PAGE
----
My uncle and my father both turn/ed 84 this week (my uncle yesterday and my father on Wednesday). With a family dinner last night, I needed to think of a small present to give my uncle. As he rides a pushbike everywhere (has never driven a car) I thought a warm pair of fingerless mittens might be welcome so out came my needles and wool. I used Clara Parkes' Maine Morning Mitts pattern as it is simple to knit and quite smart for either men or women. I had some dark blue alpaca/merino yarn from the Milton millshop in my stash so was all set to go. I increased the stitch count by 6 stitches as the yarn was DK and I was knitting for a man (allbeit my uncle is a small man). I added 2 stitches in the thumb. My uncle tried the mitts on when he opened his parcel and didn't take them off all night. I think he liked them! I must say I rather liked them, too, as I needed to keep trying them on while they were in progress - nice and cosy!

My Braided Pullover is still making progress, slowly. The body has been completed up to the armhole and one sleeve is approximately 3/4 done. The other sleeve will be ripped out as I feel it will be too tight. The more I work on this jersey the less I think I like it. Maybe it will be different when I get it all together?
There has also been a little spinning going on. Earlier this year I gave a quick demonstration of plying a beaded yarn at our spinning group. I am intending on using this yarn, along with the rest of the unbeaded yarn, to make a slouchy beret-style hat. I will need to hurry with this as I would like it to be ready for display at our group's Open Day on September 17.
I also recently bought a kilo of Arapawa wool from a woman on Trade Me. It is always a tricky business to buy wool sight unseen and this was no exception. The wool has been carded and, I guess, is a good example of the breed. That being said, it is not really what I would call good wool. It has a short staple with a very high number of nepps, noils, call them what you will. Also a lot of VM. But then, all this is really to be expected from this breed. It is a largely feral breed and the wool reflects this. It does make for interesting spinning! It is very stretchy and fairly soft. The finished skein bloomed quite a bit in the washed but also shrunk in length a fair bit too. Not a good picture but the yarn is very tweedy, which is what I wanted. I'm not sure if I will make the rug/afghan I was going to use it for originally or whether it will become a comfy jersey yet. Time will tell.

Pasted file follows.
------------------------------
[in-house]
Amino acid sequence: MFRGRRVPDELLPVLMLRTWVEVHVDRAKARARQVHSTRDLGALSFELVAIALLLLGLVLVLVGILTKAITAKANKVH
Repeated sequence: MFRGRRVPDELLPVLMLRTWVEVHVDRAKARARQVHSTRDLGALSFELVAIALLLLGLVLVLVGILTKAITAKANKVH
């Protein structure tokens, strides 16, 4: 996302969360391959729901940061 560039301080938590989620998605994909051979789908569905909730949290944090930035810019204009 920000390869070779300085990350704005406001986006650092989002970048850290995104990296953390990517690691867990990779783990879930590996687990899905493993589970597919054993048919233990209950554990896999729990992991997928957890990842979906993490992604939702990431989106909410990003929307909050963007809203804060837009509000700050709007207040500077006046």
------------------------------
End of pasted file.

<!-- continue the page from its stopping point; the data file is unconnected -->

Thursday, February 26, 2009

Anyone care to join me in the frogpond?

Yes, here I am again after a short hiatus. Quite a lot has happened in the last three weeks or so since I have been here...

My sister's birthday - what there is of our reasonably local family celebrated by going out to dinner at an Indian restaurant. Not my favourite type of food (definitely not my daughter's!) but it was ok.